Richard Knill Freeman

Bolton architect

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Buildings Designs not built Springbank hydropathic, Harrogate

Springbank Hydropathic, Harrogate

The Builder, August 23, 1890 reported:

“This new building will stand in the centre of a site of nine acres which has been acquired in the best position in Harrogate, adjoining the Spa grounds, with a frontage to the Ripon-road. It is close to the Montpelier Baths and Winter Gardens about to be erected by the Corporation at a cost of some 47,000l and also near to the Sulphur Wells. The position and contour of the land render it peculiarly adapted to the purpose, and when laud out, the grounds, which are well wooded, will be very picturesque. The part near the building will be arranged as terraces falling towards the Spa grounds, the remainder being treated naturally, with a small lake in one part. Numerous tennis-courts are provided.  This work has been entreated to Mr T. H. Mawson, Landscape Gardener, of Windermere. The building will be of stone, in the Renaissance style. It will contain about 200 bedrooms, a large Dining Saloon to seat about 350, large and small Drawing-rooms, Library, Reading, and Billiard-rooms, &c. It will also have a large Winter Garden and Entertainment Hall, with retiring rooms &c. The Turkish and other baths will be in the centre of the building at the back, and will be fitted up with the newest and most approved appliances. Lifts are so arranged that patients can be taken in wheeled chairs from their rooms, on either story [sic], direct to the Turkish baths. The corridors are level throughout on both floors ; they are wide and well lighted, and will form pleasant promenades. A number of the front bedrooms on the principal floors will be specially arranged as sitting and bedroom combined, on the Continental system. The lighting throughout will be by electricity.

Suitable gate-lodges and stables will be provided.

The cost of the  building is approximately estimated at between 40,000l and 50,000l.

The architects are Mr. R Knill Freeman FRIBA of Manchester and Mr S Denison Robins of Newcastle.”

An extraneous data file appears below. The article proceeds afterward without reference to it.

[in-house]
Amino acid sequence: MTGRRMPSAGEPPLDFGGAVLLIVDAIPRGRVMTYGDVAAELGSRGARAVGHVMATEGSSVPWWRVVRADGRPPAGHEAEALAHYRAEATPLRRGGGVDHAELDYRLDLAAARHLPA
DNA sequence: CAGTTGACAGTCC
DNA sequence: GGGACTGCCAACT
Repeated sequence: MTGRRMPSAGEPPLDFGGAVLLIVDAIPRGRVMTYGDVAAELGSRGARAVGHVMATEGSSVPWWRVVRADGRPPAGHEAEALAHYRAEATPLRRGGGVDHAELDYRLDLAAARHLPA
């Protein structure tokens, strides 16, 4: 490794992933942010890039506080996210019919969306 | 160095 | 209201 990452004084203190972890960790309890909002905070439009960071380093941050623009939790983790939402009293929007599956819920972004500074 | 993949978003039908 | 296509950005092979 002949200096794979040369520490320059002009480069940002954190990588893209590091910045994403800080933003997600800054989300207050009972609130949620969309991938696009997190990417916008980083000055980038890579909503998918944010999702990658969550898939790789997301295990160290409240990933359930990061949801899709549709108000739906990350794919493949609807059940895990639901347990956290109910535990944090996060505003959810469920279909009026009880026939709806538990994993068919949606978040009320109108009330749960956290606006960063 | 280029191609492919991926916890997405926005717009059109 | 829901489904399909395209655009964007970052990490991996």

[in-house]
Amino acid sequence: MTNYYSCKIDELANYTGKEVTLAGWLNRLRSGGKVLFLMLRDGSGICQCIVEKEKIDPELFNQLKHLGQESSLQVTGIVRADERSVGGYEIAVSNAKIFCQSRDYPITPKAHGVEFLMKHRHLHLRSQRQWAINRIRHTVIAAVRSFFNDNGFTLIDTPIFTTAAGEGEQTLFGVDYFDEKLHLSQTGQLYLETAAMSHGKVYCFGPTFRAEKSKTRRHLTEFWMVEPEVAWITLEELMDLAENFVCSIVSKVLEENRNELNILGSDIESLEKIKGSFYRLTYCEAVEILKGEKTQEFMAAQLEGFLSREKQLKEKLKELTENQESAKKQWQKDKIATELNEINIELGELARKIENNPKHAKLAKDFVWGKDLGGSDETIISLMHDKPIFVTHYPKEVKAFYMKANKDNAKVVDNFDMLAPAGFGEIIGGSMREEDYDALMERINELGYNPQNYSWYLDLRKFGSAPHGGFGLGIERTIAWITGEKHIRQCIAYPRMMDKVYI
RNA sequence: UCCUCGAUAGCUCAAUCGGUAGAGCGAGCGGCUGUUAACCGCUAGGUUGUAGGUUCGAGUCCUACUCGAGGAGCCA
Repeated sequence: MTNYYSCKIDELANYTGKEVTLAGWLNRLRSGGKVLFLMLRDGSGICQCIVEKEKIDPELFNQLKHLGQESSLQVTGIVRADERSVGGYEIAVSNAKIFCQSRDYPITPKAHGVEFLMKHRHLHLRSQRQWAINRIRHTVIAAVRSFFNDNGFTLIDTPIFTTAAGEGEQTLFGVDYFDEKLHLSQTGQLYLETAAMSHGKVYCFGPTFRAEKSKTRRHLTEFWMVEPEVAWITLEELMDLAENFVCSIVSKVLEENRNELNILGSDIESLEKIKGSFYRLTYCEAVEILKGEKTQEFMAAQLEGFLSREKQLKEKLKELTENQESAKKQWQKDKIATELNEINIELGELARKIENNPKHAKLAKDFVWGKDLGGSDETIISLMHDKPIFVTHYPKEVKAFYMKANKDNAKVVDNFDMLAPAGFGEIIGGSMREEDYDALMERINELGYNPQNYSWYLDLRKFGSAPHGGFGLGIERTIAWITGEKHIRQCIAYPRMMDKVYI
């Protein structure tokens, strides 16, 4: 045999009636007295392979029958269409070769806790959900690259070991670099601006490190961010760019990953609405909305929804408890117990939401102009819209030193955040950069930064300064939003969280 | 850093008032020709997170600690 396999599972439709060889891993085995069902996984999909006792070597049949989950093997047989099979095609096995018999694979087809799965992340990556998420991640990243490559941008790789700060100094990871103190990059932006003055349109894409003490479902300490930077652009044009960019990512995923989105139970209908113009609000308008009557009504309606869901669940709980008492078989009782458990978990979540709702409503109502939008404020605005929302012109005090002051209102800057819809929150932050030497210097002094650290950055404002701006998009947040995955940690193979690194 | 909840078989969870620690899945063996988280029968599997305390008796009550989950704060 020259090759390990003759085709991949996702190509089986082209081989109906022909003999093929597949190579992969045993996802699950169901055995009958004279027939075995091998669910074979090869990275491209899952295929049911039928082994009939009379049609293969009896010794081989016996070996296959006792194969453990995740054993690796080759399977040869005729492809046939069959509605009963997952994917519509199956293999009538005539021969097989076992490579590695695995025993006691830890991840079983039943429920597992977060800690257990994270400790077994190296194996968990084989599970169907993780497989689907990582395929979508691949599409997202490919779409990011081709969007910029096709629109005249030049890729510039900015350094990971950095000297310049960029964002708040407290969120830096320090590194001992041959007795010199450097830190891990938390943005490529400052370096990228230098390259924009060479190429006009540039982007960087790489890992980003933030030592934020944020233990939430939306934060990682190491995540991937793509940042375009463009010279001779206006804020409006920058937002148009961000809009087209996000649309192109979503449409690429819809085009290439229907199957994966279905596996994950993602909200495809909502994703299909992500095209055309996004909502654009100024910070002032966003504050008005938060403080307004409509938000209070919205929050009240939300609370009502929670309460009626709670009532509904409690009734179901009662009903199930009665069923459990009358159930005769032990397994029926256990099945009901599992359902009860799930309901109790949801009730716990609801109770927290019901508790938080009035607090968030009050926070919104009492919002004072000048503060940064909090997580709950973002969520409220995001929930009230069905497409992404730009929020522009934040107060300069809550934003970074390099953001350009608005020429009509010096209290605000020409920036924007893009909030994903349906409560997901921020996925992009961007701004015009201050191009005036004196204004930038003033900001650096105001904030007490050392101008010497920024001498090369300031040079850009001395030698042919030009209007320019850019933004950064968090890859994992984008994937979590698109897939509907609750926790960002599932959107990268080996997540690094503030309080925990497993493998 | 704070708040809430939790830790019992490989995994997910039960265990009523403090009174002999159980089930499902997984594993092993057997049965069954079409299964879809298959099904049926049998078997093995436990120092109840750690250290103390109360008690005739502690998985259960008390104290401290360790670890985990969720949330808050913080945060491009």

This is a puzzle. Malcolm Neesam, in his book about the Hotel Majestic, states that the house on the site, Spring Bank, was was put on the market in 1896 and that it was then purchased by Frederick Hotels. In April 1898, the Harrogate Herald reported that the site might be developed as a hotel. This was confirmed in August 1898, together with the name, Hotel Majestic. Neesam states: “Frederick Hotels invited architects to submit plans in accordance with a carefully considered specification…Architects R Knill Freeman and S Denison Roberts [sic] submitted a design in strict accordance with the first specification, but Frederick Hotels soon realised that Harrogate’s growing visitor market required and even larger structure.” This allowed them to select their preferred architect, the London-based G D Martin, and the hotel was built to his design in 1899-1900. No reference is given for this, but this scenario does not seem to fit with the design of Freeman in 1890 (clearly shown on the drawing below), eight years previously, when there was an occupied house on this site and apparently no thought of building a hotel there.

In view of Freeman’s design, perhaps we should be grateful that his building was not implemented.


The Builder, August 23, 1890

Neesam, Malcolm; Hotel Majestic, 2000